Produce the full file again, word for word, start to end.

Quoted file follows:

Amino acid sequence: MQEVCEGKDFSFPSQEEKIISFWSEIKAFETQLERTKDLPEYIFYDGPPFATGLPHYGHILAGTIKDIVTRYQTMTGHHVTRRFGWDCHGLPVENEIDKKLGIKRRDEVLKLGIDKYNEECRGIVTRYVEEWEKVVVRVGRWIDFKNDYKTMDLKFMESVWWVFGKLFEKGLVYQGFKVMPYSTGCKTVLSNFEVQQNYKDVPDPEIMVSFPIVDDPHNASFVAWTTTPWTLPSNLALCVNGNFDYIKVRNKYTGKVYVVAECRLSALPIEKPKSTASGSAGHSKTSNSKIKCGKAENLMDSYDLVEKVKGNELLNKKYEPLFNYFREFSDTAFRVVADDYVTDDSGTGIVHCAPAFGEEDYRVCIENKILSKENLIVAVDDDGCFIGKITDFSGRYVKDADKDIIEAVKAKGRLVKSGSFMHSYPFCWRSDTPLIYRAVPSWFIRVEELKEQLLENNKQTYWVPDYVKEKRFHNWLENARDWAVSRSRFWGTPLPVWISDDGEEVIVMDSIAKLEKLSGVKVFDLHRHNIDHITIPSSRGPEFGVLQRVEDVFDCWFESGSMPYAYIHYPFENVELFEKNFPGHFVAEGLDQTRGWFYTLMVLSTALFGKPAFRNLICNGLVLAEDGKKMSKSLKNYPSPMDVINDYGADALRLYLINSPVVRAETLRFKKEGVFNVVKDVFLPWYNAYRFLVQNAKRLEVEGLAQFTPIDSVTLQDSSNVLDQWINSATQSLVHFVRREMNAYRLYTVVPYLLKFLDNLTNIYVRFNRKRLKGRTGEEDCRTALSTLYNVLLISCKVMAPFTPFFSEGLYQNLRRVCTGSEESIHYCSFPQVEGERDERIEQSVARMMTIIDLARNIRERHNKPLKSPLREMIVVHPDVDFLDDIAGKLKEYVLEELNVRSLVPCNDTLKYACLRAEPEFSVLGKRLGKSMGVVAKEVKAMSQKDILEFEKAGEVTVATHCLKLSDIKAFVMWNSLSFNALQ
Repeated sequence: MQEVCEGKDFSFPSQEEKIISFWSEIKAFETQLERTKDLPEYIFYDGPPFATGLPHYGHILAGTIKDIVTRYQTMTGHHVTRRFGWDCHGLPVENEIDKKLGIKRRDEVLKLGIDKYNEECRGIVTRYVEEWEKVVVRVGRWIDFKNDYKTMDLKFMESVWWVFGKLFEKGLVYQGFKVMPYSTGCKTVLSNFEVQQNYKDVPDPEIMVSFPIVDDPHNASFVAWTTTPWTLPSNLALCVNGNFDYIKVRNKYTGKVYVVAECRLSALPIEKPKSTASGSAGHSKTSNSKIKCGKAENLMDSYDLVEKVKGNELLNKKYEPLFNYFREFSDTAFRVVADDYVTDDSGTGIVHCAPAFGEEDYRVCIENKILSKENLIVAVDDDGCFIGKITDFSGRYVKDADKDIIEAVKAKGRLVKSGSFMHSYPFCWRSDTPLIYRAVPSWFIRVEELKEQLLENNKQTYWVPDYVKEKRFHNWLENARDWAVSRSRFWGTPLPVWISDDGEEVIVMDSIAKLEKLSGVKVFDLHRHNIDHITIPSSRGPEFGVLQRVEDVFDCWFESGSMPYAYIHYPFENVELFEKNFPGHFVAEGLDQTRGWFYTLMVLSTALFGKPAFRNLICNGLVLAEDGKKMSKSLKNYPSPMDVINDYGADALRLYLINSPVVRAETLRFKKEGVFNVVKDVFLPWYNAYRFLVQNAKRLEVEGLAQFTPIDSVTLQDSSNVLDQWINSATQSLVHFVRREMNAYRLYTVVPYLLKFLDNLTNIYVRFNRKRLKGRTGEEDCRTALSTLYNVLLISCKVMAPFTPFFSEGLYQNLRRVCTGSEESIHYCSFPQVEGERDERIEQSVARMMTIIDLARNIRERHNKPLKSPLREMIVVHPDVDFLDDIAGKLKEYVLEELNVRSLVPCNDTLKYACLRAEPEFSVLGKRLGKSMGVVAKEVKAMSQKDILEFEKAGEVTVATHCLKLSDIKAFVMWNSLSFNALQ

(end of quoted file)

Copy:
Amino acid sequence: MQEVCEGKDFSFPSQEEKIISFWSEIKAFETQLERTKDLPEYIFYDGPPFATGLPHYGHILAGTIKDIVTRYQTMTGHHVTRRFGWDCHGLPVENEIDKKLGIKRRDEVLKLGIDKYNEECRGIVTRYVEEWEKVVVRVGRWIDFKNDYKTMDLKFMESVWWVFGKLFEKGLVYQGFKVMPYSTGCKTVLSNFEVQQNYKDVPDPEIMVSFPIVDDPHNASFVAWTTTPWTLPSNLALCVNGNFDYIKVRNKYTGKVYVVAECRLSALPIEKPKSTASGSAGHSKTSNSKIKCGKAENLMDSYDLVEKVKGNELLNKKYEPLFNYFREFSDTAFRVVADDYVTDDSGTGIVHCAPAFGEEDYRVCIENKILSKENLIVAVDDDGCFIGKITDFSGRYVKDADKDIIEAVKAKGRLVKSGSFMHSYPFCWRSDTPLIYRAVPSWFIRVEELKEQLLENNKQTYWVPDYVKEKRFHNWLENARDWAVSRSRFWGTPLPVWISDDGEEVIVMDSIAKLEKLSGVKVFDLHRHNIDHITIPSSRGPEFGVLQRVEDVFDCWFESGSMPYAYIHYPFENVELFEKNFPGHFVAEGLDQTRGWFYTLMVLSTALFGKPAFRNLICNGLVLAEDGKKMSKSLKNYPSPMDVINDYGADALRLYLINSPVVRAETLRFKKEGVFNVVKDVFLPWYNAYRFLVQNAKRLEVEGLAQFTPIDSVTLQDSSNVLDQWINSATQSLVHFVRREMNAYRLYTVVPYLLKFLDNLTNIYVRFNRKRLKGRTGEEDCRTALSTLYNVLLISCKVMAPFTPFFSEGLYQNLRRVCTGSEESIHYCSFPQVEGERDERIEQSVARMMTIIDLARNIRERHNKPLKSPLREMIVVHPDVDFLDDIAGKLKEYVLEELNVRSLVPCNDTLKYACLRAEPEFSVLGKRLGKSMGVVAKEVKAMSQKDILEFEKAGEVTVATHCLKLSDIKAFVMWNSLSFNALQ
Repeated sequence: MQEVCEGKDFSFPSQEEKIISFWSEIKAFETQLERTKDLPEYIFYDGPPFATGLPHYGHILAGTIKDIVTRYQTMTGHHVTRRFGWDCHGLPVENEIDKKLGIKRRDEVLKLGIDKYNEECRGIVTRYVEEWEKVVVRVGRWIDFKNDYKTMDLKFMESVWWVFGKLFEKGLVYQGFKVMPYSTGCKTVLSNFEVQQNYKDVPDPEIMVSFPIVDDPHNASFVAWTTTPWTLPSNLALCVNGNFDYIKVRNKYTGKVYVVAECRLSALPIEKPKSTASGSAGHSKTSNSKIKCGKAENLMDSYDLVEKVKGNELLNKKYEPLFNYFREFSDTAFRVVADDYVTDDSGTGIVHCAPAFGEEDYRVCIENKILSKENLIVAVDDDGCFIGKITDFSGRYVKDADKDIIEAVKAKGRLVKSGSFMHSYPFCWRSDTPLIYRAVPSWFIRVEELKEQLLENNKQTYWVPDYVKEKRFHNWLENARDWAVSRSRFWGTPLPVWISDDGEEVIVMDSIAKLEKLSGVKVFDLHRHNIDHITIPSSRGPEFGVLQRVEDVFDCWFESGSMPYAYIHYPFENVELFEKNFPGHFVAEGLDQTRGWFYTLMVLSTALFGKPAFRNLICNGLVLAEDGKKMSKSLKNYPSPMDVINDYGADALRLYLINSPVVRAETLRFKKEGVFNVVKDVFLPWYNAYRFLVQNAKRLEVEGLAQFTPIDSVTLQDSSNVLDQWINSATQSLVHFVRREMNAYRLYTVVPYLLKFLDNLTNIYVRFNRKRLKGRTGEEDCRTALSTLYNVLLISCKVMAPFTPFFSEGLYQNLRRVCTGSEESIHYCSFPQVEGERDERIEQSVARMMTIIDLARNIRERHNKPLKSPLREMIVVHPDVDFLDDIAGKLKEYVLEELNVRSLVPCNDTLKYACLRAEPEFSVLGKRLGKSMGVVAKEVKAMSQKDILEFEKAGEVTVATHCLKLSDIKAFVMWNSLSFNALQ